Oh for those halcyon days of pre-internet mystery!


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PostPosted: Tue February 4th, 2014, 20:47 GMT 

Joined: Wed April 11th, 2007, 04:15 GMT
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'A world-weary and resigned-sounding Dylan sings of shadows and burdens, hardened souls and unhealed scars. The closest thing to a chorus is the line, repeated at the end of every stanza, “It’s not dark yet, but it’s getting there.” It’s a moving end-of-life song written and sung by an aging artist who has somehow managed to remain vital. It’s certainly not turning dark yet for Dylan as he enters his eighth decade...' TIME

Still my favorite album, Time Out Of Mind is something that lives in my bones, the way Blonde On Blonde or Blood On The Tracks does for others...It's now just a very rich experience every time I put it on, which is always after midnight....

Here's an unbelievable version from a few months after 9/11. Bob so cathartically bellows the song, it's a little overwhelming. I find myself catching my breath when I've been listening to it.
I always felt that those Fall 2001 performances were influenced deeply by that transformative event...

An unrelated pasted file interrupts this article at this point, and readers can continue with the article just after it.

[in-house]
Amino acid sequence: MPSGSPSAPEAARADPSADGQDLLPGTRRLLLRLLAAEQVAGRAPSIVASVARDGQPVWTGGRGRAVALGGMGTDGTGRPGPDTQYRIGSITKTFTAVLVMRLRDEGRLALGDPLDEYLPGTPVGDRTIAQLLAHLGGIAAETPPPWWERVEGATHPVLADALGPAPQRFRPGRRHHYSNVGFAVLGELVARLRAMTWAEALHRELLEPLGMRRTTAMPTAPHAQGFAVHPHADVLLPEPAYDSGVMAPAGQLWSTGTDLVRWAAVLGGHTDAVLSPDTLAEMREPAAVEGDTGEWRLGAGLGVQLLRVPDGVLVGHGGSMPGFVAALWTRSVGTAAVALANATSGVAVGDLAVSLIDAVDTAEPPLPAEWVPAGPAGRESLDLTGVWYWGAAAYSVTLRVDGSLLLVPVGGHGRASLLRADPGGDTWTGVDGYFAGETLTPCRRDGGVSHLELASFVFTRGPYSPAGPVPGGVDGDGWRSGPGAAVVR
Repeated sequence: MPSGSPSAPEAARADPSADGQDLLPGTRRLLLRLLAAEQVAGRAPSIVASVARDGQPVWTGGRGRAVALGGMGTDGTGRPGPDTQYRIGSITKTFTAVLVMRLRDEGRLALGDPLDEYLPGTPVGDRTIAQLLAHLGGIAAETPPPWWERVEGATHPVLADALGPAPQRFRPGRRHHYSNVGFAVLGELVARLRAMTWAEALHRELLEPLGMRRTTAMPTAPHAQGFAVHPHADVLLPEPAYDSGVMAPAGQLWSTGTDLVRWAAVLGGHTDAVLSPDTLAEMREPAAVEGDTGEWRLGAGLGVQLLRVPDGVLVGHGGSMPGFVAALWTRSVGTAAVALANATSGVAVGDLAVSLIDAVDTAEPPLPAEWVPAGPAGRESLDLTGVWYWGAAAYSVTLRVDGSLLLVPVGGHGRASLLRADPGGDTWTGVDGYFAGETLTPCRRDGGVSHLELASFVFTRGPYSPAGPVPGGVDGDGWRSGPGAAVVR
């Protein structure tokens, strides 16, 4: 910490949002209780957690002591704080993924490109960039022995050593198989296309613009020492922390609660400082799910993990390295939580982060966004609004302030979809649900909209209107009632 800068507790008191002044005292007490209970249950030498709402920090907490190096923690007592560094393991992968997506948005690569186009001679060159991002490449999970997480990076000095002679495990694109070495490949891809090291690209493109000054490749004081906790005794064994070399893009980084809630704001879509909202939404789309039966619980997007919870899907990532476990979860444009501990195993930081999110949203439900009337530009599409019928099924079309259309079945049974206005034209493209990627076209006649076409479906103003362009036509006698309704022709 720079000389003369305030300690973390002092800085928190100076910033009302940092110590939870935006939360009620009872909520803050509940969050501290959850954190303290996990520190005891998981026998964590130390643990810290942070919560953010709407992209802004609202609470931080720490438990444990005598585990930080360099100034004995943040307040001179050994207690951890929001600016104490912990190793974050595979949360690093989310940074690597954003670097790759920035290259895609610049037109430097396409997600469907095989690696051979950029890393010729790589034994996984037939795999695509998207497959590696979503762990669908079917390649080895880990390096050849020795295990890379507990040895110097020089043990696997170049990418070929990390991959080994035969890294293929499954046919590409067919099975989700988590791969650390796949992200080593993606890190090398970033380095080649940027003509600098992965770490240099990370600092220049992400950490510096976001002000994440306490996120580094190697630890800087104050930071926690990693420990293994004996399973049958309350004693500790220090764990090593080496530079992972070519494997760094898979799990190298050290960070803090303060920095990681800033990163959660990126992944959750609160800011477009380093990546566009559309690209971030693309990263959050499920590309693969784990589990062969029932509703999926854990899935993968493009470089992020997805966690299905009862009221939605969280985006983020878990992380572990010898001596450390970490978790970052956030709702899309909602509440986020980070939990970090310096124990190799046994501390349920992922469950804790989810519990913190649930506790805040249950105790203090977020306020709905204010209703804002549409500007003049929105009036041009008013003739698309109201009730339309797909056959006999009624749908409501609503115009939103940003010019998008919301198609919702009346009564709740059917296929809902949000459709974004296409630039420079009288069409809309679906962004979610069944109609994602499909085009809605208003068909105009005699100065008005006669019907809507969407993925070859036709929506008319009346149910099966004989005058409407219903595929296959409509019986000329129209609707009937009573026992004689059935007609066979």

November 23 2001
Portland ME
http://www.sendspace.com/file/z6adq1


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PostPosted: Tue February 4th, 2014, 22:01 GMT 
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Warren Peace wrote:
On live recordings, the audience's enthusiasm can come off pretty weird.
"It's not dark yet, but it's gettin' there..."
"WOO!"
:lol:


Ha! Reminds me of the "stand over your grave til I'm sure that you're dead" line from Masters of War.
The cheering does seem a tad incongruous.


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PostPosted: Tue February 4th, 2014, 22:12 GMT 
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marker wrote:
'A world-weary and resigned-sounding Dylan sings of shadows and burdens, hardened souls and unhealed scars. The closest thing to a chorus is the line, repeated at the end of every stanza, “It’s not dark yet, but it’s getting there.” It’s a moving end-of-life song written and sung by an aging artist who has somehow managed to remain vital. It’s certainly not turning dark yet for Dylan as he enters his eighth decade...' TIME

Still my favorite album, Time Out Of Mind is something that lives in my bones, the way Blonde On Blonde or Blood On The Tracks does for others...It's now just a very rich experience every time I put it on, which is always after midnight....

Here's an unbelievable version from a few months after 9/11. Bob so cathartically bellows the song, it's a little overwhelming. I find myself catching my breath when I've been listening to it.